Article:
I’ve got Patagonia on my mind. Next week I’m actually headed to Patagonia to go fly fishing. But last week I reviewed the wines that the company Patagonia, Inc. recently released as part of their Patagonia Provisions line of foodstuffs.
I’m, as I said in that article, a big fan of the company, and the wines were a pretty impressive first effort.
But today I learned that Patagonia may soon have more problems than deciding which wine to release next.
You see, there’s a legally defined wine region known as Patagonia, and according to a press release they issued today, they’re none too happy about wines being sold under the name Patagonia that don’t come from that region.
Funnily enough, my friend and colleague Alfonso Cevola commented on my initial review of those wines, saying, in effect, “how hard would it have been for them to make sure one of their first wines actually was from Patagonia?”
Not that doing so would have actually avoided the nastygrams the company is probably getting from the Argentinians at the moment.
The clothing company is hardly the first company to run into problems with Protected Geographical Indications. The Comité Champagne Interprofessional Champagne (aka CIVC) has famously sued any number of non-wine companies for the use of the word Champagne over the years. They don’t approve of the use of the word Champagne as a color, nor as a metaphor, famously embodied in the phase “the Champagne of beers.“
But the folks in the Argentine wine region have a slightly stronger case to make here than the Champenoise. No one in their right mind is going to accept the argument that using the phrase “Champagne of Beers” is going to confuse wine consumers.
On the other hand, it seems quite plausible to argue that a set of wines sold by a company named Patagonia Provisions has a very real chance of misleading consumers about where they come from.
Patagonia, however, seems like it has either deliberately or accidentally made some effort to minimize the possibility of confusion. All their wine products carry the primary branding of their producers, not Patagonia Provisions. The Meinklang wines have a label designed by the producer and with their logotype on the front of it. Patagonia Provisions, if it shows up at all, shows up more like the name of the importer might on an international producer’s wines.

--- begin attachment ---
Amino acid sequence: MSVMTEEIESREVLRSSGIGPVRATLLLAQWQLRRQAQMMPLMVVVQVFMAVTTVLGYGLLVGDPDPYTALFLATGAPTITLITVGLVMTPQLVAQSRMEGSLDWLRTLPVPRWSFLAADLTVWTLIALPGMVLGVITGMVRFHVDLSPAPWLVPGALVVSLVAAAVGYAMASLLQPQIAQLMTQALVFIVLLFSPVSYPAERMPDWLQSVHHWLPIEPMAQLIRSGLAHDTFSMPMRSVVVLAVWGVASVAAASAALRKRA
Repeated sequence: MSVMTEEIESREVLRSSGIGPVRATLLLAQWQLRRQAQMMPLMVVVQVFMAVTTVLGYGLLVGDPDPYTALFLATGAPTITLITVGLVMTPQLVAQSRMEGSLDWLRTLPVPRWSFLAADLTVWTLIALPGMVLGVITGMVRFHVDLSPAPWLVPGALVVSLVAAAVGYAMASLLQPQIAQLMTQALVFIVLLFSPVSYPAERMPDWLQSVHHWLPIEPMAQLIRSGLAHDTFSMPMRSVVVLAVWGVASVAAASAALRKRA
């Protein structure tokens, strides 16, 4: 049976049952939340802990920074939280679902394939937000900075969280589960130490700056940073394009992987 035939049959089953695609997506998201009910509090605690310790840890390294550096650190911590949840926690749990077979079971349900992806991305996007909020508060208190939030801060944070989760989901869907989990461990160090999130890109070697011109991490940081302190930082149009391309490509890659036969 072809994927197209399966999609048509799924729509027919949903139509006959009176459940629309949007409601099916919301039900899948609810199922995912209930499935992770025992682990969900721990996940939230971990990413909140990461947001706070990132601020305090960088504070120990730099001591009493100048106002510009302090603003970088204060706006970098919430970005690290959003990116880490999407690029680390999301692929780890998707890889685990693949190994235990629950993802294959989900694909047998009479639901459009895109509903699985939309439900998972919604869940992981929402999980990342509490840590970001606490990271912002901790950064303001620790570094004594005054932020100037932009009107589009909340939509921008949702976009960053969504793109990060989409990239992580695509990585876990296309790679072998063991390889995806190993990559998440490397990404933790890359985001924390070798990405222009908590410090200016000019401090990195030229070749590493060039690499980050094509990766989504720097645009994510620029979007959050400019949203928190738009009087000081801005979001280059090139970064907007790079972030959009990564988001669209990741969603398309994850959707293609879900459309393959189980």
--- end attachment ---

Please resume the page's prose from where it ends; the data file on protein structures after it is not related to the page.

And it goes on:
That said, the wines themselves are being marketed and advertised as products from a company named Patagonia Provisions. The case that the Argentinians will have to make (and it sounds like they’re gearing up to make it) will be that simply being offered for sale by a company named Patagonia has the potential to cause consumer confusion.
When asked for comment on this issue, the following response from Birgit Cameron, co-founder, and head of Patagonia Provisions eventually made it back to me through official PR channels: “We’ve used the stylized Patagonia Provisions labels on the back of a curated collection of third-party wines, ciders, and sakes from around the world that celebrate restorative farming and wine-making practices. The use of the logo is meant to draw a connection to Patagonia’s 50-year history of pioneering new ways of doing things to save our home planet.”
To me, the answer isn’t perfectly clear-cut. I think Patagonia has done what it can to minimize the potential for confusion, but nonetheless, the Argentinians may have a valid point.
I fully expect the question to be answered by a judge at some point in the not-too-distant future.